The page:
Her studio is small, but quite efficiently laid out and easy for one person to use. Adding a photographer (even a thin one) and a light stand with a diffusing modifier (even a small one) quickly shrinks it to the point where everything is a bumping hazard. And some of her stuff, you don’t want to bump.
In the above image, a window is the main light on camera right. I used a favorite old 30 inch Westcott Halo for a back light. Unfortunately, the 30 inch Halo is now out of production and there’s nothing that replaces it. I love it because it’s small, provides a directional yet soft and shape revealing light, works really well with speedlights and it’s convex front diffusion panel can be placed very close to a subject. I prefer the enclosed construction of the Halo because it doesn’t create the contrast lowering spill that is a problem when a comparable shoot-through umbrella is used in a small room.The Halo kept the wall behind her a deeper blue, in contrast with the warm window light on her skin, hair and scarf.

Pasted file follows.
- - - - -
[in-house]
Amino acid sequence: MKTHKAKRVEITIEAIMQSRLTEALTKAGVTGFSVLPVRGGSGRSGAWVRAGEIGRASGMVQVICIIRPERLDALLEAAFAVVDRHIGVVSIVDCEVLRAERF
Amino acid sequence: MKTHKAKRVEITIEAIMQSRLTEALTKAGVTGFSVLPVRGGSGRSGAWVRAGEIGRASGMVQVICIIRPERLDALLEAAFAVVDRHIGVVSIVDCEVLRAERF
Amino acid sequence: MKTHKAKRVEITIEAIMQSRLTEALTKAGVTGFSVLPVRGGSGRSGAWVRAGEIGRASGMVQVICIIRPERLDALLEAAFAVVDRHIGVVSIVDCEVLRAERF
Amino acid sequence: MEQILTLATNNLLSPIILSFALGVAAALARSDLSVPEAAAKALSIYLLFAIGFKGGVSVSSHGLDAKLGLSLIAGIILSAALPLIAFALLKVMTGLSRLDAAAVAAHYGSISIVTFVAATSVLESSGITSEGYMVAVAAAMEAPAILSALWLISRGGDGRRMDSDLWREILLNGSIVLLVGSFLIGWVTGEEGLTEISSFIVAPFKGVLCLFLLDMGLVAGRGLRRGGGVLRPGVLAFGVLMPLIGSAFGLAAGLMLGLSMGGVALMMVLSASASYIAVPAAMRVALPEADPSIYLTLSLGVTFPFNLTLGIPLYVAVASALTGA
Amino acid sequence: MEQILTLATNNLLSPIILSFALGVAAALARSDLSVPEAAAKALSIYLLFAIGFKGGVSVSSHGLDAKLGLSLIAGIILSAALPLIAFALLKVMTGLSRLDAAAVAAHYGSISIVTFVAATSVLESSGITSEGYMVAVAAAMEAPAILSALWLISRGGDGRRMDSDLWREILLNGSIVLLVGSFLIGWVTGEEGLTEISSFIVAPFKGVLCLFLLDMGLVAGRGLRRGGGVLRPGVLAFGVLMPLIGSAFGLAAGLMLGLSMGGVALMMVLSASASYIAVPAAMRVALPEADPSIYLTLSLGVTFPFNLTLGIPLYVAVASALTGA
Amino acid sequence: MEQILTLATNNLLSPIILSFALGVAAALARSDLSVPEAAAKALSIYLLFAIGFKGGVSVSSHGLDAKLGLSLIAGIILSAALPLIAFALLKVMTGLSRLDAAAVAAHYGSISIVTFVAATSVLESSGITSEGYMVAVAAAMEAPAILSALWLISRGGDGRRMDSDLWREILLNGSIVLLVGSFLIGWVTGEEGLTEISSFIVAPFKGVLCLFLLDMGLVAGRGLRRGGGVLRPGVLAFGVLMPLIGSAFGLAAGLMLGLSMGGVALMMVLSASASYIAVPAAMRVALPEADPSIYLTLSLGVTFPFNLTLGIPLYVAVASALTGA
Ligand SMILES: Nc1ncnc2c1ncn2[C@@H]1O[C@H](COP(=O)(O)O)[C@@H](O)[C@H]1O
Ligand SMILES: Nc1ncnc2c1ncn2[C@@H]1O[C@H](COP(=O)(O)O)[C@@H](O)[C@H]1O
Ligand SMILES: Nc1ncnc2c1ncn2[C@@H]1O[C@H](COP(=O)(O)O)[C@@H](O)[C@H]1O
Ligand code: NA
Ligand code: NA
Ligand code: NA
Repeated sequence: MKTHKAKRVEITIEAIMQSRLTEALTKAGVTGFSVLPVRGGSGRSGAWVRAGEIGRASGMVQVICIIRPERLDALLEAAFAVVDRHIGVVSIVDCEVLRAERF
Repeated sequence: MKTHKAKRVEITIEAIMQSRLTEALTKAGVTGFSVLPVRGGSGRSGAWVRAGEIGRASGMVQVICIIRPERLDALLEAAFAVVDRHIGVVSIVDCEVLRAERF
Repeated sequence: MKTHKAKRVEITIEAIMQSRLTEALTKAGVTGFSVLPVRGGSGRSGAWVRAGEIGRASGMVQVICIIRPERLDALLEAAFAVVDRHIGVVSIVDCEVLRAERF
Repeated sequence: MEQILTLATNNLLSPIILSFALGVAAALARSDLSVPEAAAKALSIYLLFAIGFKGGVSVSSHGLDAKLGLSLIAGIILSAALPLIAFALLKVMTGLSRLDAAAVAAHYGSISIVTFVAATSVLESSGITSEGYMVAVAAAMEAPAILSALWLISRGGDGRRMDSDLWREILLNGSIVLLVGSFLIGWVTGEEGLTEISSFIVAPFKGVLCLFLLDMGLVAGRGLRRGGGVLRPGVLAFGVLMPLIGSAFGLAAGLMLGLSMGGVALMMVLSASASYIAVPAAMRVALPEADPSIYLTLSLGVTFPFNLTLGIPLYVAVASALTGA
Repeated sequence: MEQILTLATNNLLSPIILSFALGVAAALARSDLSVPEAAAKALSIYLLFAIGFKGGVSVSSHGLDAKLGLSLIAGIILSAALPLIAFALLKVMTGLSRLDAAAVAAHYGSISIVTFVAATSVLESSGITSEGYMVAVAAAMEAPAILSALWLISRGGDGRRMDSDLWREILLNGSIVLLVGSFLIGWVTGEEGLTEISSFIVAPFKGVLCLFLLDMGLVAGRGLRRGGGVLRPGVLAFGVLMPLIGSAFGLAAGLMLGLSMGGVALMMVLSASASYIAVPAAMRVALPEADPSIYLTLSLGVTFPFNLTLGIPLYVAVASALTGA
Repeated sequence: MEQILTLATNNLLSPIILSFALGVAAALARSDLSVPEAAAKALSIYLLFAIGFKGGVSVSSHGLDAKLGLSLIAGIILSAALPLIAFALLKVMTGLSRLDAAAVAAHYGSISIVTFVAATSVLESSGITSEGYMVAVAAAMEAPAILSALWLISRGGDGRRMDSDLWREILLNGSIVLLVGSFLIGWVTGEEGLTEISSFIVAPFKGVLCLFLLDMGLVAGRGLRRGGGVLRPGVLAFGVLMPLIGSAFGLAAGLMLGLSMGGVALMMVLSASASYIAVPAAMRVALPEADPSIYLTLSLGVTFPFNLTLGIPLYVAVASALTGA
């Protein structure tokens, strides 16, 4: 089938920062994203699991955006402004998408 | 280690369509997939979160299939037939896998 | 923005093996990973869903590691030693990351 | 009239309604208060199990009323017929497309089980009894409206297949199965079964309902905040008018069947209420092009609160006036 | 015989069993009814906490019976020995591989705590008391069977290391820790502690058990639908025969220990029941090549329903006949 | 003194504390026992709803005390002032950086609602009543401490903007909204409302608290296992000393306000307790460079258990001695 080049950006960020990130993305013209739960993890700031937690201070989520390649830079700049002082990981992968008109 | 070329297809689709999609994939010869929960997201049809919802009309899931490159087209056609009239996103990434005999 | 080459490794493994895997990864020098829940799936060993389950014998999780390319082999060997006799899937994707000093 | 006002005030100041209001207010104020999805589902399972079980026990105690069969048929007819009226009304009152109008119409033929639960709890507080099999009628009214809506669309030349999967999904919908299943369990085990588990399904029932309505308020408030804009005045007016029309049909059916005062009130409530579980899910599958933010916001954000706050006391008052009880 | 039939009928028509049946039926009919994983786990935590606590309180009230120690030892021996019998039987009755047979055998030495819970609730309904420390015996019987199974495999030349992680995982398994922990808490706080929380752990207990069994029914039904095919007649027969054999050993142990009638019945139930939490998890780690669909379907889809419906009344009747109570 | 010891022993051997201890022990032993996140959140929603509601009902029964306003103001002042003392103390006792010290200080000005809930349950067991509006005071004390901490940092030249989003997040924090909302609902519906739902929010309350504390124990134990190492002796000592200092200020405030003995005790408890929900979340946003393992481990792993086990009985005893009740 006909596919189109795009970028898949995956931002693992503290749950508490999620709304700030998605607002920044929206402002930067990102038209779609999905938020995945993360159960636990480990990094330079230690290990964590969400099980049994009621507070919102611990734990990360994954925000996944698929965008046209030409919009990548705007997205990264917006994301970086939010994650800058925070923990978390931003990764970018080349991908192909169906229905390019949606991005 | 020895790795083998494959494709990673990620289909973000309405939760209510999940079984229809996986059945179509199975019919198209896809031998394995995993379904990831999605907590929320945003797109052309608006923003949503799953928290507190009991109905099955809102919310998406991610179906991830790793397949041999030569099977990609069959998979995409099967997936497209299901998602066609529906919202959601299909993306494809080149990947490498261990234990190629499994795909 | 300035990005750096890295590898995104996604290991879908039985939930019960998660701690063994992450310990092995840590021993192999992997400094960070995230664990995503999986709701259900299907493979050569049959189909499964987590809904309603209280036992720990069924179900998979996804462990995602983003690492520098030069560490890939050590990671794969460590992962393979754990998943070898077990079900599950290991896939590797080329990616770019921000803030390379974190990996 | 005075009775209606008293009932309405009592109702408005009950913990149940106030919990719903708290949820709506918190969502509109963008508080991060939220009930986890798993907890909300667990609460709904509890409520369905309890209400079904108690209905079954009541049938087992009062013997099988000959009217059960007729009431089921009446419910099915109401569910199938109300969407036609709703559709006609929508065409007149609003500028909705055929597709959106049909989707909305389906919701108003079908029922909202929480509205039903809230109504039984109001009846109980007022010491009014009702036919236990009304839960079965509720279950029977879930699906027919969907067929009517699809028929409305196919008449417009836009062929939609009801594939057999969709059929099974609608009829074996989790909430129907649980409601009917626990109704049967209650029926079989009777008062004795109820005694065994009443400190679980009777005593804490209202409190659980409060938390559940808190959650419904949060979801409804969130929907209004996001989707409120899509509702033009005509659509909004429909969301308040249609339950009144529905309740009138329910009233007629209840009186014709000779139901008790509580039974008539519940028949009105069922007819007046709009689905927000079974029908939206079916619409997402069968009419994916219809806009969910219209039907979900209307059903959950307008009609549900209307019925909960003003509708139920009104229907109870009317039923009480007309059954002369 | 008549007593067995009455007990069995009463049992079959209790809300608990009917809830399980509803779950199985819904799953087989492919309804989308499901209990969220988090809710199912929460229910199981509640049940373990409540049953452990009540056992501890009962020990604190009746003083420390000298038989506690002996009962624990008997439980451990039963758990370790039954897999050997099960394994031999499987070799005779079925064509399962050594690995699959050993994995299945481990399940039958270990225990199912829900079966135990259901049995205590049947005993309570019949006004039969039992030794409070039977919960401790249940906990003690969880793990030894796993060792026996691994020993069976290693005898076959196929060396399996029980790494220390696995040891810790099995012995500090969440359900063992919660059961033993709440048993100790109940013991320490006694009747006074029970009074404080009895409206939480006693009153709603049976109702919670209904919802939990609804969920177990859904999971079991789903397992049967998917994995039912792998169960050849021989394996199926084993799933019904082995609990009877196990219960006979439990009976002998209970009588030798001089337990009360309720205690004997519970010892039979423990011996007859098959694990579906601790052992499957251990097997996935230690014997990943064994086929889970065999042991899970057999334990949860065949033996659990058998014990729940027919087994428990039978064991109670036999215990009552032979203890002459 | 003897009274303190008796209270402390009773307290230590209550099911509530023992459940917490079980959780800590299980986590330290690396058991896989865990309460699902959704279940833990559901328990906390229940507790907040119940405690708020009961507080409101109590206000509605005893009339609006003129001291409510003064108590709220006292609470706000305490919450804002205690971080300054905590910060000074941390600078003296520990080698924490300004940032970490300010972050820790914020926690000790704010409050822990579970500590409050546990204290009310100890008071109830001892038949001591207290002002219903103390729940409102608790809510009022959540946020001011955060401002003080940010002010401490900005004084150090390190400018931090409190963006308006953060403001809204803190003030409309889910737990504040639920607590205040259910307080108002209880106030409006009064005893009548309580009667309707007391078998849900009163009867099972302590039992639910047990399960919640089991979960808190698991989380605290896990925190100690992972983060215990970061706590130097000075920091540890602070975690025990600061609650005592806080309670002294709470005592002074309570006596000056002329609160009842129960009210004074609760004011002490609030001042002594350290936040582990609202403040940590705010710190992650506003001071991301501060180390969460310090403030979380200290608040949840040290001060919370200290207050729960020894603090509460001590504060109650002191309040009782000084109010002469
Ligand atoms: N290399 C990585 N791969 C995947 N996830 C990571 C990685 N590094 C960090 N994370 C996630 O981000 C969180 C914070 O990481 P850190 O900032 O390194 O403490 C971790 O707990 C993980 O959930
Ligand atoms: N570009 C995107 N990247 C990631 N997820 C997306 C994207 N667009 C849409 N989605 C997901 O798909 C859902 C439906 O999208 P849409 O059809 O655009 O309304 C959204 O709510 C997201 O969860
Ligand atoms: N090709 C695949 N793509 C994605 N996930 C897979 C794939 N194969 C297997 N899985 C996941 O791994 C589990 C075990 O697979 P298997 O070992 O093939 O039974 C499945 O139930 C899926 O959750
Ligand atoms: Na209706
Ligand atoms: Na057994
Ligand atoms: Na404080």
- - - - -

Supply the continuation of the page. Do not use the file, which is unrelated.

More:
This image shows the intensity of Christina’s concentration when she’s working with the torch on a very small piece. I wanted to light her from my left, where there was only room for an undiffused, small and flamable light source, all of which were just not good ideas. I dodged those issues by putting my Lumedyne on a stand above and behind her (to the right), with a 5 degree grid on it. That light was pointed over her head toward the closed white blinds on the window to my left so that it bounced from those blinds onto her face as a softer light, while the window light from across the room created an edge lighting on her right hand and the tools she was using. Grids do collimate the light somewhat, but not as tightly as a snoot or fresnel head would. This grid is held on with velcro… not exactly a light tight seal so maybe some of that rim light was leakage from the grid. I’ve learned to exploit such
weaknesses idiosyncracies in my archaic vintage equipment… t